“I'm the worst secret keeper in the world," Pace Gallery CEO Marc Glimcher confided in Seoul, where he was in town for the Frieze art fair being held last week.

The jet-setting art dealer — who recently visited Hong Kong and mainland China — formally announced on Tuesday the opening of a new gallery in Tokyo next year, finally confirming long-swirling rumors that were on occasion stoked by the CEO himself.

“So the reason everyone's asking me about Japan is because I'm talking to everybody about it. Like ‘What do you think about Japan? Am I crazy?’” he said of the conjecture in the media over the past few years.

The art market in Asia is changing — and growing increasingly competitive. Hong Kong, which hosts an edition of Art Basel and has long served as a way to access the China art market, has long courted collectors, but other cities are attracting interest too, with Seoul’s rapidly developing art market continuing to attract international collectors. After going through a somewhat subdued phase, Tokyo has also begun to stir, with collectors eager to spend.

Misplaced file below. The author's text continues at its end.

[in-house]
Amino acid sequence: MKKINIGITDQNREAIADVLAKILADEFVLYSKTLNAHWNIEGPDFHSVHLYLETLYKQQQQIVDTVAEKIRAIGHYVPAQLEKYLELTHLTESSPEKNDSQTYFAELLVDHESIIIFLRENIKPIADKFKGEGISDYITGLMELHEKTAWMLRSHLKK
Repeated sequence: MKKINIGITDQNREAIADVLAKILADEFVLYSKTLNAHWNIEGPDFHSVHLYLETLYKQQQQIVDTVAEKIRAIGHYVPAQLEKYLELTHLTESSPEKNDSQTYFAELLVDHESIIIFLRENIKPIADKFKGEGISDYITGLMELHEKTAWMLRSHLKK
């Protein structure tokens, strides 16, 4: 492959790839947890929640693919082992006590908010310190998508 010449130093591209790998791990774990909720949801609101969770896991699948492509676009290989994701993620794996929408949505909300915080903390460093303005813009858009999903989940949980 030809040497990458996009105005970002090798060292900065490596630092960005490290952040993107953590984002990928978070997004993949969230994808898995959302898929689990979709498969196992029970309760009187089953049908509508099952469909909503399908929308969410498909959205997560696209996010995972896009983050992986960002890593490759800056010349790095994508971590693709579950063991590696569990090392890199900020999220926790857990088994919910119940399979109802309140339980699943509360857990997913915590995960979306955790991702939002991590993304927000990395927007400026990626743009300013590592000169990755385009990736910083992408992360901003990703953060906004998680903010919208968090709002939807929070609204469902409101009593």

Glimcher, whose father founded Pace, grew up immersed in the art world — he attended the first Art Basel when he was 5 years old, where he was babysat by Swiss art dealer and industry titan Ernst Beyeler, who co-founded the fair, he told The Japan Times.

He considers Seoul an important location. For the prominent New York-headquartered gallery — which represents the work of major artists including Mark Rothko and Jeff Koons — South Korea has become its second-biggest market by value, he said. With the new space in Tokyo, further growth in Asia is expected.

Pace Gallery CEO Marc Glimcher predicts that other galleries will follow Pace into the Japanese market.
Pace Gallery CEO Marc Glimcher predicts that other galleries will follow Pace into the Japanese market. | Suzie Howell

While Japan was once a hungry art market before the economic bubble burst in the 1990s, auction houses and dealer galleries subsequently turned away in favor of other markets. But recent indications suggest purchasing appetites are growing.

Enthusiastic collectors in Japan are garnering more attention. While there was a dip in transactions due to the pandemic, in 2022 Artprice, an online art price database, reported that Japan set a new record for auction sales, with annual turnover reaching $185 million. That was part of an upward trend in prices and “strong competitive spirit among Japanese bidders,” according to the site’s online report.